2008 Nannuo

2008 Nannu 'Cha Chan Yi Wei' from Nada.

Very long leaves - army green - sinewy.

Dry Scent - apples, caramelized sugar

Lid smell - fruit, leaf smell - collard greens

Taste - brothy, green. lacking woodsy, bitter

Brewing correctly? Doesn't taste like a young pu, more just like a green tea.

Trying iced pu with discarded infusions (I can't drink everything by myself.)


1999 Da Du Gang

My first Hou De purchase I'm trying. 1999 Da Du Gang 'Yunnan Yuan Bao' Chi Tse Beeng. (I have no idea what any of that means except 1999 and Beeng.)

notes first...editing later

Dry leaf-dark forest green & brown; smells like leaves, wood, deeper than the last pu I tried

Liquor - pale caramel

Smell - leafy, woody

Taste - sweet, mushroom, floral

Later infusions - deeper taste, golden amber liquor


My tea from the UK arrived!

I am diving into the world of puerh head first and everyone is doing their best to help guide me. Kudos to the people at Tea Chat that have been very helpful and informative on giving me a place to start.

Nada was kind enough to send me "A journey through the ages of shengpu." The package just arrived and I can't wait to dig in. However, I have other things to do today so I'm going to have to wait.

Here's a list of what I received, and tasting notes will follow once I start brewing.

70's Loose Leaf Puerh
80's Wet Stored Tuocha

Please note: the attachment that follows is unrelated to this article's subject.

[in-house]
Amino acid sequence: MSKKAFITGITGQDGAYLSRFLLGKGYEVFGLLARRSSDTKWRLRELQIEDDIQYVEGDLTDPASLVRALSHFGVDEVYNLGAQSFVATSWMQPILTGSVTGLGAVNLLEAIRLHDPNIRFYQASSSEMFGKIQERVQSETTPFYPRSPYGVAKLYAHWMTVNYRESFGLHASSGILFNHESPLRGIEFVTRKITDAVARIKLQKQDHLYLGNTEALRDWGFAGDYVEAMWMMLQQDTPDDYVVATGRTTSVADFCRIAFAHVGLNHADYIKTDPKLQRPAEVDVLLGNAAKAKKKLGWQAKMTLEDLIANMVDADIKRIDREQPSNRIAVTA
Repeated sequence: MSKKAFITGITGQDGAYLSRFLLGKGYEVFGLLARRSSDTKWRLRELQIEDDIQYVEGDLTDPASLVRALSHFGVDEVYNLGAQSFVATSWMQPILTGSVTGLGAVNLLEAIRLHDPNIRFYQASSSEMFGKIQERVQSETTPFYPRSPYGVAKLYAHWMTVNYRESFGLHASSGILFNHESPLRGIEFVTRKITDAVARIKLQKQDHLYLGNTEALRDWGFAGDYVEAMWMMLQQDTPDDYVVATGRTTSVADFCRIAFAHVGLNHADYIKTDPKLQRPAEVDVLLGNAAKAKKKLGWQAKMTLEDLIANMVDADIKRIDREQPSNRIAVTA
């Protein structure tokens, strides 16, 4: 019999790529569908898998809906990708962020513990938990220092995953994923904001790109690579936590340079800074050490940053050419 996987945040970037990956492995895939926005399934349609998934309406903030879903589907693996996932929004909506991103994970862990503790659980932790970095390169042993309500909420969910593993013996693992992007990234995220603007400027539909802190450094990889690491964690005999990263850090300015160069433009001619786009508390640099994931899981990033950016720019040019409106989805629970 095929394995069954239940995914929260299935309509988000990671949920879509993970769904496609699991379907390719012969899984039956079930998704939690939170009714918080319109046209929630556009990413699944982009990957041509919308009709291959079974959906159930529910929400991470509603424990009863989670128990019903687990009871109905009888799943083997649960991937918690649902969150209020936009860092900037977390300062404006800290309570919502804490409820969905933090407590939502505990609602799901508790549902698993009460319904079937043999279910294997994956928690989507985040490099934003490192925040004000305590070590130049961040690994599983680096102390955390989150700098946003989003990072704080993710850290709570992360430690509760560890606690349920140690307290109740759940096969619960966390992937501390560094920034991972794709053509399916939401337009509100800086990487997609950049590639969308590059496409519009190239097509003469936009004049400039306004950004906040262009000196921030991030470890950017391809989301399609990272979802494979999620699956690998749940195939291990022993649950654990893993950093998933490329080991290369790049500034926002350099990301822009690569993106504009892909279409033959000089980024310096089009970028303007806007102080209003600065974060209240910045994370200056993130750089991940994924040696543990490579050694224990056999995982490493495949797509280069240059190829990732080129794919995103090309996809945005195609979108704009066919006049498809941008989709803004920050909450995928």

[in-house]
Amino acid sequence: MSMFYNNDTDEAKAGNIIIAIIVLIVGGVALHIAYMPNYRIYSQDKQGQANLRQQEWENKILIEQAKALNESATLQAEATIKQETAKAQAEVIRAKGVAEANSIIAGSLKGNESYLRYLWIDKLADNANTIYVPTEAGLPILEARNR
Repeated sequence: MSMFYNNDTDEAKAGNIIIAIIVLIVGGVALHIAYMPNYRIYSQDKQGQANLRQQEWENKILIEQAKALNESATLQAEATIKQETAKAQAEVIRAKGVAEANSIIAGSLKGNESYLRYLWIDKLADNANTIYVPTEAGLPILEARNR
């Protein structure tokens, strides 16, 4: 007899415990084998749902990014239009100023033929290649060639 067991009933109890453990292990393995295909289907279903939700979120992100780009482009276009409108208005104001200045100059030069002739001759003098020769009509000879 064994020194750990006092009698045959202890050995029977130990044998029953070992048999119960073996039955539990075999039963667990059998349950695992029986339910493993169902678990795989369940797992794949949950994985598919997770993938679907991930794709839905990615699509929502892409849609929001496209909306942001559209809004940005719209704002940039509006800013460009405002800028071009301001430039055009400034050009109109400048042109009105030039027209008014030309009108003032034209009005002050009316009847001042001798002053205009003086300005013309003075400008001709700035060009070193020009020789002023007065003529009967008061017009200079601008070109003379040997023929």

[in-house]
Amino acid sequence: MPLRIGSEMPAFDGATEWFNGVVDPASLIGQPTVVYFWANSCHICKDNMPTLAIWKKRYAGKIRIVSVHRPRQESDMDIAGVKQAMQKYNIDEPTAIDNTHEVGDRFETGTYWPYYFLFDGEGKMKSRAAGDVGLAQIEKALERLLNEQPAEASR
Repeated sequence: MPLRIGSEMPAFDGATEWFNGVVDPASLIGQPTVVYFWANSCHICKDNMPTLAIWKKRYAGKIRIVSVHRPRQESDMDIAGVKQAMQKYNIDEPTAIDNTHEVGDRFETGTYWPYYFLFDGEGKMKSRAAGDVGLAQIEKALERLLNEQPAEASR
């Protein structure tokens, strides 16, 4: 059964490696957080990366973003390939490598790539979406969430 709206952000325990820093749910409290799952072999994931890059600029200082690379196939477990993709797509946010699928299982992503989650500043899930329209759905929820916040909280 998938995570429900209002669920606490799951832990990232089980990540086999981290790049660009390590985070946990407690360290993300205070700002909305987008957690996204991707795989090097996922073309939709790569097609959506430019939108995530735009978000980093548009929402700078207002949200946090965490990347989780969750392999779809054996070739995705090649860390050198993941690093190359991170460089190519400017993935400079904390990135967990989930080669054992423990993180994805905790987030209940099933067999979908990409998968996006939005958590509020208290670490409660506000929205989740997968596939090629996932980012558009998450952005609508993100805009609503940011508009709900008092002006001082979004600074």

80's Bamboo Wrapped Tuocha (dry stored)
90's Tuocha
2001 Yiwu Zhengshan
2007 12 Gentleman Yiwu
2008 Nannuoshan 'Cha Chan Yi Wei'

Nada, please correct spellings if needed, reading handwriting on Chinese words is not easy. ^_^ Thank you so much again and I'll let you know how I like them!

Tea in NYC

Hill and I went to NYC on Wednesday to experience tea together outside of our "norm".

We started out going to Ito En at 69th and Madison. The selection of Japanese teas is far more extensive than what I'm used to. The man that helped us made a pot of Megami Sencha for us to try. It was more mild than Harney's Ichiban Sencha but sweeter and simply delicious. There are far too many to name and I have no idea what the differences in any of them are, but it would be fun to try a bunch if given the time. I asked what he drank the most and his answer was mostly greens and oolongs. His favorite oolong at the moment is Four Seasons Oolong. It smelled floral and buttery so I left with an ounce of that. I also bought an ounce of Vanilla Hojicha for two reasons: my boyfriend loves vanilla, and I've never seen flavored Hojicha before, it seemed rather interesting.

::Tasting note:: [The next day I brewed the Four Seasons Oolong. My gods it was wonderful. Sweet and buttery and floral all at the same time.]

Our second stop (after spending about an hour in Crate & Barrel) was to Takashimaya for lunch. It was nice, but not our style. The food was good, but the waiters seemed disinterested in the fact that we were there, and it was not a warm and loving atmosphere that we're used to being in.

Our last tea stop was to The Tea Gallery. I had visited a few weeks ago with Brigitte, but we wanted to share the experience with Hill. Dae was wonderful again, we tried different types of teas this time. Last time we were focused on oolongs and puerh, this time we tried Golden Buddha (a Wu-Yi Cliff tea), Queen's Red tea, and a Gyokuro from Uji.